Internet: friend or foe?

by Becky GINOS

WOODS CROSS—Children as young as 8 years old are falling prey to online predators and with unlimited access to electronic devices, it’s harder and harder to stop.

“We investigate anything from birth to 18,” said Agent Bryan Purdy from the Davis County Attorney’s Office who gave a presentation on Internet safety to parents and children at Woods Cross High last week. “The reality is the things we’re talking about will make you feel uncomfortable, but if you’re not uncomfortable it won’t seem real to you.”

Purdy started with a short funny video where a stick figure man was making tea for someone else. It went through several scenarios of when you should or shouldn’t make someone drink the tea such as if they say they don’t want it or if they’re unconscious. “It’s the same with sex,” said Purdy of the film’s message. “Consent is everything.”

He cited statistics of Internet use in Utah and the state ranks high. “It’s not a fad, it’s not going away,” said Purdy. “Google keeps track of every single key stroke you put into the search bar. If there is access to something good, there’s access to something bad.”

The average age of first-time Internet exposure to porn is 11 years old, he said. “Ninety percent of 16 to 18-year-olds have viewed porn online. The largest consumers are 12- to 17-year-olds. The hardest part is seeing girls involved. We don’t have the conversations with girls because we don’t expect it.”

Porn is a slippery slope, said Purdy. “It piques curiosity then you get hooked to the excitement,” he said. “You start to slip further down into darker places. Eventually you get caught by loved ones or the police.”

He asked how many parents in the audience had kids with cell phones. Most hands went up. “The reality of it is you’ve given your kids access to porn on the phone.”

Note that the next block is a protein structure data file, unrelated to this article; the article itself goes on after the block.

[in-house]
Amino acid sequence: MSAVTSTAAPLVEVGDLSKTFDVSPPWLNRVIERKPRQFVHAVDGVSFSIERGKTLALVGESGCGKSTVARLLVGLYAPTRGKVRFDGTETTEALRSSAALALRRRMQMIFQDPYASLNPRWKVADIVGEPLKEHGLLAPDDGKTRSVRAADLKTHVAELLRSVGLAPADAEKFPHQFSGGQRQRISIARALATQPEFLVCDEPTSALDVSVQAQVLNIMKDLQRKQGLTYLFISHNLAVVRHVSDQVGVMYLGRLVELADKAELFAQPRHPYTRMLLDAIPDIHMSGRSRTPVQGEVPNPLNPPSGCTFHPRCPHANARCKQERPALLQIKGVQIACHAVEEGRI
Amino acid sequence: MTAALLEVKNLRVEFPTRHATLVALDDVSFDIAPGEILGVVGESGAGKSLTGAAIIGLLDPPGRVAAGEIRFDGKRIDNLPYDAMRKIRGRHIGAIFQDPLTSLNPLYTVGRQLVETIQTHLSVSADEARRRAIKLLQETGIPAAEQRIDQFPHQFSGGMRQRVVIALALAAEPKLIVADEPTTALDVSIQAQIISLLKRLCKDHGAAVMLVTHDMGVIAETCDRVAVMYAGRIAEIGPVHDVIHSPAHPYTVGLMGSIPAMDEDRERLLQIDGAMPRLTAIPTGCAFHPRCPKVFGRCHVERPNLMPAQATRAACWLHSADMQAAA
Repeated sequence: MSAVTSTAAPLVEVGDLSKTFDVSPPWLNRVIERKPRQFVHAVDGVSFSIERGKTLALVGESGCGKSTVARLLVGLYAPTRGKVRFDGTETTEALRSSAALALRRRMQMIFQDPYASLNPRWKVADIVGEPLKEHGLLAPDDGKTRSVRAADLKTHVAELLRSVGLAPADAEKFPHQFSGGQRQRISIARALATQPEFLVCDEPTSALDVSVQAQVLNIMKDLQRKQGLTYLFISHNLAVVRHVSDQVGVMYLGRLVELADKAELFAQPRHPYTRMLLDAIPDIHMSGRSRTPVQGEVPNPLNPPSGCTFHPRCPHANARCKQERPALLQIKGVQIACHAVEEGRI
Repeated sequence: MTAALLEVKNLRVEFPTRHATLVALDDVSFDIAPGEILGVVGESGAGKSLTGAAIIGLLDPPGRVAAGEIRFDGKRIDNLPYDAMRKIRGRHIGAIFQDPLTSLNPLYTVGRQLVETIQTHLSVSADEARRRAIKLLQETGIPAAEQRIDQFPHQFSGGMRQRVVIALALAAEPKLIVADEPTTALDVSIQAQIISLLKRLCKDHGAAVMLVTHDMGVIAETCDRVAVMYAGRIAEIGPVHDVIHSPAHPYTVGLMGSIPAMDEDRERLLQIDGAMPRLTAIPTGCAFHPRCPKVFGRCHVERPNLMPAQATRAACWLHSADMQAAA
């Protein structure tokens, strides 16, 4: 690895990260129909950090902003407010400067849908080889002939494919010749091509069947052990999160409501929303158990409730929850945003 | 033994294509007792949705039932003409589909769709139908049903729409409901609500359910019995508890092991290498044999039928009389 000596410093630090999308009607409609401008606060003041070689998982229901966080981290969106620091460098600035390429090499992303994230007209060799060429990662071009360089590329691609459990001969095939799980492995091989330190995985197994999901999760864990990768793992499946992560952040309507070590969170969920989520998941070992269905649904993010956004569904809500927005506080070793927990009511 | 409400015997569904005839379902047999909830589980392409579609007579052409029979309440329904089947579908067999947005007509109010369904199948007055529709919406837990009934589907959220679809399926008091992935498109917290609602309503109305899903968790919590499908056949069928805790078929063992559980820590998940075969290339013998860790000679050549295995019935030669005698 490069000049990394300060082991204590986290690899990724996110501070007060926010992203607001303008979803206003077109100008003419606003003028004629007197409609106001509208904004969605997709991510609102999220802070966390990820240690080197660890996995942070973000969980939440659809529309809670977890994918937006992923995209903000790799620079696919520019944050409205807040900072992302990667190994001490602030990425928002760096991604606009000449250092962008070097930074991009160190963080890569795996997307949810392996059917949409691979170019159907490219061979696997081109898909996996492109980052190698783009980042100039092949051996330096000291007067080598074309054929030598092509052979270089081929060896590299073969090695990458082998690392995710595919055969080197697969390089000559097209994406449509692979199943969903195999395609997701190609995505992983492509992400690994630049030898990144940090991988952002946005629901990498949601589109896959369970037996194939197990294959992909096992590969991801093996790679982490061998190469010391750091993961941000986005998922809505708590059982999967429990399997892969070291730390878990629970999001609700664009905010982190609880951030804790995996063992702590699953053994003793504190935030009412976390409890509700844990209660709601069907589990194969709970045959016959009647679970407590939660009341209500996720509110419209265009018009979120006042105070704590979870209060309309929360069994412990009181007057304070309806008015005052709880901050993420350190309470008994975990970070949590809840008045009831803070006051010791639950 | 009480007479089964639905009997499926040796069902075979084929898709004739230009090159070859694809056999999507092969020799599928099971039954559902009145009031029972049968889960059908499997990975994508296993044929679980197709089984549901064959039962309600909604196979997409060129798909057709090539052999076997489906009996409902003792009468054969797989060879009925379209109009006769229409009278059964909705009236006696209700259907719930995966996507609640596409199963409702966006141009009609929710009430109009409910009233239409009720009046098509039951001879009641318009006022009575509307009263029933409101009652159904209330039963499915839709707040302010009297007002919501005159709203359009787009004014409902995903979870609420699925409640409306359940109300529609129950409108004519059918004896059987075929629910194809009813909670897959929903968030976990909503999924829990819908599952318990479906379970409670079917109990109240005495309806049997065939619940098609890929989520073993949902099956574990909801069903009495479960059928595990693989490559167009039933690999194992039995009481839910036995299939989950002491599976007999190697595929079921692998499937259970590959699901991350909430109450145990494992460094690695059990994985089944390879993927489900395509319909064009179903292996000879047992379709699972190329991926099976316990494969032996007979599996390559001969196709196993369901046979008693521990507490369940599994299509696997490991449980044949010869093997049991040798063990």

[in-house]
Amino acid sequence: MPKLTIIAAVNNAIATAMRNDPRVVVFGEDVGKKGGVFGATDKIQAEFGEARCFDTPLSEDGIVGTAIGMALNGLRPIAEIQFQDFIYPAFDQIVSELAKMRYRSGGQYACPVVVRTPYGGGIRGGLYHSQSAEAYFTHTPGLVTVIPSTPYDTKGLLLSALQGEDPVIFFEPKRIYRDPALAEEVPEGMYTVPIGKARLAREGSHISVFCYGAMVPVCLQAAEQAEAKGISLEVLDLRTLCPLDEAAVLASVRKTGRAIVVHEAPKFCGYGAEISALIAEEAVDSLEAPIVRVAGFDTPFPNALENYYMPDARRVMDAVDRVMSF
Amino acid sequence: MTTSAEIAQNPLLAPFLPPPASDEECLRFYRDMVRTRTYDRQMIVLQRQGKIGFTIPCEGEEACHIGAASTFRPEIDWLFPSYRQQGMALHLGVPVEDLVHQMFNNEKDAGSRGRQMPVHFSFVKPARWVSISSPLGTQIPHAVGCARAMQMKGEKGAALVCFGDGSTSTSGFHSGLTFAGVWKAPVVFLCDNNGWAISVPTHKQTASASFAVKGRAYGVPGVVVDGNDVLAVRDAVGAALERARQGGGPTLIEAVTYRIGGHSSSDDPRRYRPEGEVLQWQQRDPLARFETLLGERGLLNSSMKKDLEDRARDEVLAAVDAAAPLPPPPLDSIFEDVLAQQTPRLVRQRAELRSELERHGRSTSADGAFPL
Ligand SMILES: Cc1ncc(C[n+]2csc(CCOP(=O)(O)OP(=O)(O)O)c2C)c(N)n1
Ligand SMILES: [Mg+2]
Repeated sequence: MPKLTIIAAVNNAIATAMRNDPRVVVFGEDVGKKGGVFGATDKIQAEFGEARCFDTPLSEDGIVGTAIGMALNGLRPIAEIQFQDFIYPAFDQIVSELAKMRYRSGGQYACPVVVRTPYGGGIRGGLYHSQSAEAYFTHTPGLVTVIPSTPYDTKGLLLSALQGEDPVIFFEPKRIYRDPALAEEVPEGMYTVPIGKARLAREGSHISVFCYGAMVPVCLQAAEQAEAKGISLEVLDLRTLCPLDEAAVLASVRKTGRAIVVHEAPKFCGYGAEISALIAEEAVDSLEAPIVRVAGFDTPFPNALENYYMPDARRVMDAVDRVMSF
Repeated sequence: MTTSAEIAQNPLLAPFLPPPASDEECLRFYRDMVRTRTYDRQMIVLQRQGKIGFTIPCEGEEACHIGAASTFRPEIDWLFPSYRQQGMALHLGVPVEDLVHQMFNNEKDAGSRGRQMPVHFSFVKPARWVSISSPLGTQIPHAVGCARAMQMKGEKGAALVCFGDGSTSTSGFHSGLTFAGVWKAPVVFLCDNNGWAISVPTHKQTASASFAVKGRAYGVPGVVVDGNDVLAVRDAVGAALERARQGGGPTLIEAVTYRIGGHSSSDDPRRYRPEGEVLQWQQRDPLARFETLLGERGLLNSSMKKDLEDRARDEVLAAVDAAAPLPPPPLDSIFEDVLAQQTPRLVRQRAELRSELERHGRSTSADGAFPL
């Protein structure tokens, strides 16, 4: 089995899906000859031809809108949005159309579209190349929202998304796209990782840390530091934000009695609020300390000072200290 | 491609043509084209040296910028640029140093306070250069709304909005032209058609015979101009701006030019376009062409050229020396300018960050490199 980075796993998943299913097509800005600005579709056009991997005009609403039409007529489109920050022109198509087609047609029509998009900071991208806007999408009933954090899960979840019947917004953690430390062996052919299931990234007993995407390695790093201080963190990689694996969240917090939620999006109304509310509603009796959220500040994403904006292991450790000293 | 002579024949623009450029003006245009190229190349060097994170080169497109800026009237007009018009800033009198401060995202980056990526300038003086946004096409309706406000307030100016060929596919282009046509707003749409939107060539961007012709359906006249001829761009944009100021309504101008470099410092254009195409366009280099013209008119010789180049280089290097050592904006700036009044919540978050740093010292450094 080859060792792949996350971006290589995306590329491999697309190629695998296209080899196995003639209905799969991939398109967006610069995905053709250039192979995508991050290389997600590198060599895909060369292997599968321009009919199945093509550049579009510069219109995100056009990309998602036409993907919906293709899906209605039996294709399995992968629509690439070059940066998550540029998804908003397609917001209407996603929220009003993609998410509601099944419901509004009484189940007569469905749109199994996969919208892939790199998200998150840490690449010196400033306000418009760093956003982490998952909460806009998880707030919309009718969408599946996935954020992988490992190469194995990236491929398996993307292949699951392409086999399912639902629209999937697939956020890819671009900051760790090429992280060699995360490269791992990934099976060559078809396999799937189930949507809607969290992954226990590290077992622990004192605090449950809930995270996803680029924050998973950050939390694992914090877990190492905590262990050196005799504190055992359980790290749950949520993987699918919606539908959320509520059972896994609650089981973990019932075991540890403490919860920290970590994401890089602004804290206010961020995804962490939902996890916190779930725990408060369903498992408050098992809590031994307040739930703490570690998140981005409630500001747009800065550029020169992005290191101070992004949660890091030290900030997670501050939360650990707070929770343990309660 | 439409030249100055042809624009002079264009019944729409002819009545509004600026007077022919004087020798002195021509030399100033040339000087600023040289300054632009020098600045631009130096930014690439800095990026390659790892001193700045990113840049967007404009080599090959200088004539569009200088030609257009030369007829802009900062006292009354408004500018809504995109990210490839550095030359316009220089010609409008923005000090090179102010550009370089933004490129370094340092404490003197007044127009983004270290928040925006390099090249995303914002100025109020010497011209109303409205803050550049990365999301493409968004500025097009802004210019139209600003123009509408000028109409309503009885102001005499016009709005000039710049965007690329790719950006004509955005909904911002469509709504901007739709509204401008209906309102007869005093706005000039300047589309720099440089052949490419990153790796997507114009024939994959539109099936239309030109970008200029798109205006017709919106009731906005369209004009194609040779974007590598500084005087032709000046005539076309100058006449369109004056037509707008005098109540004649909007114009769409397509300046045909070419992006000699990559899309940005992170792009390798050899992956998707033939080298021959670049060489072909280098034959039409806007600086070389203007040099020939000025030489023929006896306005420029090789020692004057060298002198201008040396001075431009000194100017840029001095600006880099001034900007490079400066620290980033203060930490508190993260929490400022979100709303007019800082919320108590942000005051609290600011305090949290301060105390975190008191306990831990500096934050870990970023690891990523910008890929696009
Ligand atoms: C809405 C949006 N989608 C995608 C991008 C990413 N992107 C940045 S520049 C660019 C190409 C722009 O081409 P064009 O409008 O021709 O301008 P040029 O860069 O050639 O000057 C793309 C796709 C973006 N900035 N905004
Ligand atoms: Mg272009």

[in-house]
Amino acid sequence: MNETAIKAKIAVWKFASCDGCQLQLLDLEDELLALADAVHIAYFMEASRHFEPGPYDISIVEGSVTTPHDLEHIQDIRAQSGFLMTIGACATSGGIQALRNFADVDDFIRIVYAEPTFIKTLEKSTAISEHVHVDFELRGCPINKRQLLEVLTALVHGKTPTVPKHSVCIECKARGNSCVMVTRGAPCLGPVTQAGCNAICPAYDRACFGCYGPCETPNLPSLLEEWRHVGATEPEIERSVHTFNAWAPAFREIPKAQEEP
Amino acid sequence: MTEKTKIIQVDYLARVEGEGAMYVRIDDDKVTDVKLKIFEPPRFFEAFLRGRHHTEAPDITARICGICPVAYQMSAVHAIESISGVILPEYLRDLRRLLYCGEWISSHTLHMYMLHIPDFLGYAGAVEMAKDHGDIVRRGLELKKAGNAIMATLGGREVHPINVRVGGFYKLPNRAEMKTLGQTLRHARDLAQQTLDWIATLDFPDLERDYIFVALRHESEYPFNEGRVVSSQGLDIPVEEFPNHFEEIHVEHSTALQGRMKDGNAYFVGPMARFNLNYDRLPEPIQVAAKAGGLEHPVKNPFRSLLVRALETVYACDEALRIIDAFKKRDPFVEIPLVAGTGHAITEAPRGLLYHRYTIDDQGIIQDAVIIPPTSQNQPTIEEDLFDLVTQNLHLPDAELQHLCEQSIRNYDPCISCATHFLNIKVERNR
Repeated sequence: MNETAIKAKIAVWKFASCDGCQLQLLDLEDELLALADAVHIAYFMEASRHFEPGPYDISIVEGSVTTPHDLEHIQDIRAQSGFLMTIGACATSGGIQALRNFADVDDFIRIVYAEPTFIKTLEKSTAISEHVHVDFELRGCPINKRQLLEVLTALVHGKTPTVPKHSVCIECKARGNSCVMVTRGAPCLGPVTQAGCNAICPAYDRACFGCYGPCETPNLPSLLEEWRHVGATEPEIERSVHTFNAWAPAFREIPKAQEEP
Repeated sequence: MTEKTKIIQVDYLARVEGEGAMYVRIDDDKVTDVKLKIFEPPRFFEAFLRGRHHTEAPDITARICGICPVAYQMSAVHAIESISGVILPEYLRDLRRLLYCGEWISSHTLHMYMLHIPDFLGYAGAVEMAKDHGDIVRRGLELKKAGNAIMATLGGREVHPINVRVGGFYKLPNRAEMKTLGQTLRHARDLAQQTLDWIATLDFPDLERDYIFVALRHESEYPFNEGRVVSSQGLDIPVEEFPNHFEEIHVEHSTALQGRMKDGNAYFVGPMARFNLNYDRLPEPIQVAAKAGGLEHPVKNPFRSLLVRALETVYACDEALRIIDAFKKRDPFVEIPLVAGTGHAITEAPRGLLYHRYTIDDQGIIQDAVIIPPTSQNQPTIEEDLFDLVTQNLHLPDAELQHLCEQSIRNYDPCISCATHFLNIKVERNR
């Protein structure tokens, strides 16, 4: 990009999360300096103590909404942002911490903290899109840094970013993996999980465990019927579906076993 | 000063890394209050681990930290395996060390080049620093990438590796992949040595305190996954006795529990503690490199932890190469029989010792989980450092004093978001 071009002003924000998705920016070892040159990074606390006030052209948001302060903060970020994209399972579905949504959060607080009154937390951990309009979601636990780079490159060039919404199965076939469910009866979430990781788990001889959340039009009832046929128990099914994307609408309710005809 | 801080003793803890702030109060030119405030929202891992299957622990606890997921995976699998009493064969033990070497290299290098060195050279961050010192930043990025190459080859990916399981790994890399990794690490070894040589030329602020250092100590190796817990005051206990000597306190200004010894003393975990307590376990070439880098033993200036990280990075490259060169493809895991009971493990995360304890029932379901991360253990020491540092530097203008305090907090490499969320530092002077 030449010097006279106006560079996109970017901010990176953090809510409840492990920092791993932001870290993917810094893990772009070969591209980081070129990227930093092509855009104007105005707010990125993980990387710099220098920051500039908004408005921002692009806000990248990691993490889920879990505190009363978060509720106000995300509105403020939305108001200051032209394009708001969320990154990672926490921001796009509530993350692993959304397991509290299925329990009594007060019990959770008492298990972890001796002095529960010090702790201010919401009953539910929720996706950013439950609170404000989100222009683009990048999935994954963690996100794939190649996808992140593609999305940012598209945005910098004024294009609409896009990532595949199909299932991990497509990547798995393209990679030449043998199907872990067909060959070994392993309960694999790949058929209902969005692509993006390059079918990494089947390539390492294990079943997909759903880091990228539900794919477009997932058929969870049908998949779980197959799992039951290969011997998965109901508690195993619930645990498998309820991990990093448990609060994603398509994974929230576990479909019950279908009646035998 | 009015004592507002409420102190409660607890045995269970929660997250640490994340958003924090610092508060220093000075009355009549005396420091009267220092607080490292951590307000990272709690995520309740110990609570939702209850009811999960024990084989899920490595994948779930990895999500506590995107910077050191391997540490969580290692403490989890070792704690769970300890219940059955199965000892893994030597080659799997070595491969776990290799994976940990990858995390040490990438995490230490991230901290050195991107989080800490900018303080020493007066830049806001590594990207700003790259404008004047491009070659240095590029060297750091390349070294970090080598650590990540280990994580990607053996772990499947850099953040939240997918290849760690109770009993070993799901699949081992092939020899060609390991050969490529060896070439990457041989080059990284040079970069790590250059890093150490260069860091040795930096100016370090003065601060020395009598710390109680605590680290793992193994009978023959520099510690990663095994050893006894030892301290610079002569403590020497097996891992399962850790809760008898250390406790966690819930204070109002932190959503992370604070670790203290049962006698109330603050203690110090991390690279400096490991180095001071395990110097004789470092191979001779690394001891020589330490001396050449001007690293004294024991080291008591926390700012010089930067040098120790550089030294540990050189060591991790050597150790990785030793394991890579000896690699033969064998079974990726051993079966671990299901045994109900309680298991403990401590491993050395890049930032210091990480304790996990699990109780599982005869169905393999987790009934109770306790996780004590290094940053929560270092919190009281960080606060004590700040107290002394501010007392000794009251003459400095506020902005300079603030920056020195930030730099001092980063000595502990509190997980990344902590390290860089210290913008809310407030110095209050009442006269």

The first step is to accept it can happen and it’s out there, said Purdy. “Don’t let yourself be a victim. We’re seeing kids walking down that line, texting back and forth extremely graphic messages,” he said. “When you send it or post it, it’s gone forever and out there forever. Those posts can come back around. You can be denied by colleges, lose scholarships, or cause red flags on pre-employment background checks.”

Purdy gave these tips to recognize a predator:

• Usually male but may appear to be female

• Honest about being an adult but will minimize their age

• Looking for both boys and girls

• They might flatter you, send you gifts

• Discuss adult subjects and ask you to keep secrets

“Give each other compliments,” he said. “It’s not hard to do. Tell your kids you love them build them up. Predators get kids with flattery when they’re down. We wouldn’t even have to talk about cyber bullying if everybody gave compliments.”

He warned of online gaming and phone apps too. “When you’re online you can talk to everybody,” he said. “They (predators) are everywhere you can possibly imagine.”

Purdy encouraged the parents to check their children’s phones often. “Kids, your phone is not your personal journal to keep under a mattress – it’s public for your mom and dad,” he said. “There are so many apps that I can’t list them all. Parents, know what apps are on your child’s device and the passwords.”

Most victims he deals with are between 11 and 15 years old, he said. “Our job is to protect kids,” said Purdy. “We found over 30,000 pictures of child porn on one suspect’s phone. I’m the good guy trying to get between your kids and the bad guys. We can’t protect our kids enough. We have to help them make those choices themselves.”


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